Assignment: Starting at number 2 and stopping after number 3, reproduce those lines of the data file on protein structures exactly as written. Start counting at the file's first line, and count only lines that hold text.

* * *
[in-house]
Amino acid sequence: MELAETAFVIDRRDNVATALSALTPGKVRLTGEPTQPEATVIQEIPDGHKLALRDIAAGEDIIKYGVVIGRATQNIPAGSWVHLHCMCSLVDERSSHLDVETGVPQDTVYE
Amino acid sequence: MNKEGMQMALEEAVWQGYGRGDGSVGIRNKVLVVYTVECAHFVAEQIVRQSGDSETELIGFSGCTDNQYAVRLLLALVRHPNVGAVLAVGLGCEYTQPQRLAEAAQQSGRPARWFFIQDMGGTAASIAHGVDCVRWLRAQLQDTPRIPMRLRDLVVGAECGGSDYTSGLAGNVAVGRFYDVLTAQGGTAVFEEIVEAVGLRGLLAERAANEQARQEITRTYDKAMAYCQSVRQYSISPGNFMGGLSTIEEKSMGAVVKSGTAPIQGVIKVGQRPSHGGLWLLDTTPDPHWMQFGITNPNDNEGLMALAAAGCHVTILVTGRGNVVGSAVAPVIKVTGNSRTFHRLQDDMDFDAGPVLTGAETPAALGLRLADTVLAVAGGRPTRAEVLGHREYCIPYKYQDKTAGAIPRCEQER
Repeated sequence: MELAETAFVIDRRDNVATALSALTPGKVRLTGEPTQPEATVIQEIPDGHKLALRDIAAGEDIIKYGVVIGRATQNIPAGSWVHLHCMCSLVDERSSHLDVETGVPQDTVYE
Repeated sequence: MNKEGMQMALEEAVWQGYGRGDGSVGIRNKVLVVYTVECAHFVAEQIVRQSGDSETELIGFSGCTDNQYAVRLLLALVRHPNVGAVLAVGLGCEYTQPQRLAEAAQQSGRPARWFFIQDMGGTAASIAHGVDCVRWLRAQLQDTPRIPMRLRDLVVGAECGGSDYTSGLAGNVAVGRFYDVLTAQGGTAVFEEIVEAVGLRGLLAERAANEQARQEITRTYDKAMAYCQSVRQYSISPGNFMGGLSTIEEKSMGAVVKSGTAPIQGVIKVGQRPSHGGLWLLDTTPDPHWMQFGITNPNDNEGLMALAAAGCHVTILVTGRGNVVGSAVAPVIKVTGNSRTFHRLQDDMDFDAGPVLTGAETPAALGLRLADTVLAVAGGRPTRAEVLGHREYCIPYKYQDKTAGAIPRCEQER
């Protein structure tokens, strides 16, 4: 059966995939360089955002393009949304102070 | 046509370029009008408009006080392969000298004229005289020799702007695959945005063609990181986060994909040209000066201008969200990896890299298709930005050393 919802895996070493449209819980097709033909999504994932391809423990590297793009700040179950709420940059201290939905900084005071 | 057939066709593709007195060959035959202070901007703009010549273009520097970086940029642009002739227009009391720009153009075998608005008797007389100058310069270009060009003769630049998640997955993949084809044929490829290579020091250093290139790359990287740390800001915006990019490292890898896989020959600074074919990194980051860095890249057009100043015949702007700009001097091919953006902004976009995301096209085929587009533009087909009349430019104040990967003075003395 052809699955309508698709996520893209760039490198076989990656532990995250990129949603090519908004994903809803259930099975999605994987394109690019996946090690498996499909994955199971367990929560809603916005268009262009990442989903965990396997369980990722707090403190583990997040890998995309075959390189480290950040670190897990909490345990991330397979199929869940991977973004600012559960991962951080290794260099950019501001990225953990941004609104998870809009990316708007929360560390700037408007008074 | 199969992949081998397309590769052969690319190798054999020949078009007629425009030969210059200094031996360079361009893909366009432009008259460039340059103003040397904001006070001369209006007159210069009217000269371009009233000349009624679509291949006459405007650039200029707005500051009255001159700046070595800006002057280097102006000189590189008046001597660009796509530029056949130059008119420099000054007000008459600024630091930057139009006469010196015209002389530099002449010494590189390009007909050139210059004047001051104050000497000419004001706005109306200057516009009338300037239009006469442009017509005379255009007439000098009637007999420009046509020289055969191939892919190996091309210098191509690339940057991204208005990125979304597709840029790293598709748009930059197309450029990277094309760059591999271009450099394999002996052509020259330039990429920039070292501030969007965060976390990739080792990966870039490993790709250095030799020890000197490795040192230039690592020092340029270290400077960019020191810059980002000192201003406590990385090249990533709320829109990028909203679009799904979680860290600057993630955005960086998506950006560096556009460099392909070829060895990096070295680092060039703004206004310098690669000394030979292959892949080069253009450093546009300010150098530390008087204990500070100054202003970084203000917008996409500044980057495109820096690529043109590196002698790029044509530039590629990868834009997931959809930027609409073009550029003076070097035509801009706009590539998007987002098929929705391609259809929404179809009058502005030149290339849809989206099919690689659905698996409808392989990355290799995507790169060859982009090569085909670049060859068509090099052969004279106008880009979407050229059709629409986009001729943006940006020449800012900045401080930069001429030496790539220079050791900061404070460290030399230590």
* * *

Amino acid sequence: MELAETAFVIDRRDNVATALSALTPGKVRLTGEPTQPEATVIQEIPDGHKLALRDIAAGEDIIKYGVVIGRATQNIPAGSWVHLHCMCSLVDERSSHLDVETGVPQDTVYE
Amino acid sequence: MNKEGMQMALEEAVWQGYGRGDGSVGIRNKVLVVYTVECAHFVAEQIVRQSGDSETELIGFSGCTDNQYAVRLLLALVRHPNVGAVLAVGLGCEYTQPQRLAEAAQQSGRPARWFFIQDMGGTAASIAHGVDCVRWLRAQLQDTPRIPMRLRDLVVGAECGGSDYTSGLAGNVAVGRFYDVLTAQGGTAVFEEIVEAVGLRGLLAERAANEQARQEITRTYDKAMAYCQSVRQYSISPGNFMGGLSTIEEKSMGAVVKSGTAPIQGVIKVGQRPSHGGLWLLDTTPDPHWMQFGITNPNDNEGLMALAAAGCHVTILVTGRGNVVGSAVAPVIKVTGNSRTFHRLQDDMDFDAGPVLTGAETPAALGLRLADTVLAVAGGRPTRAEVLGHREYCIPYKYQDKTAGAIPRCEQER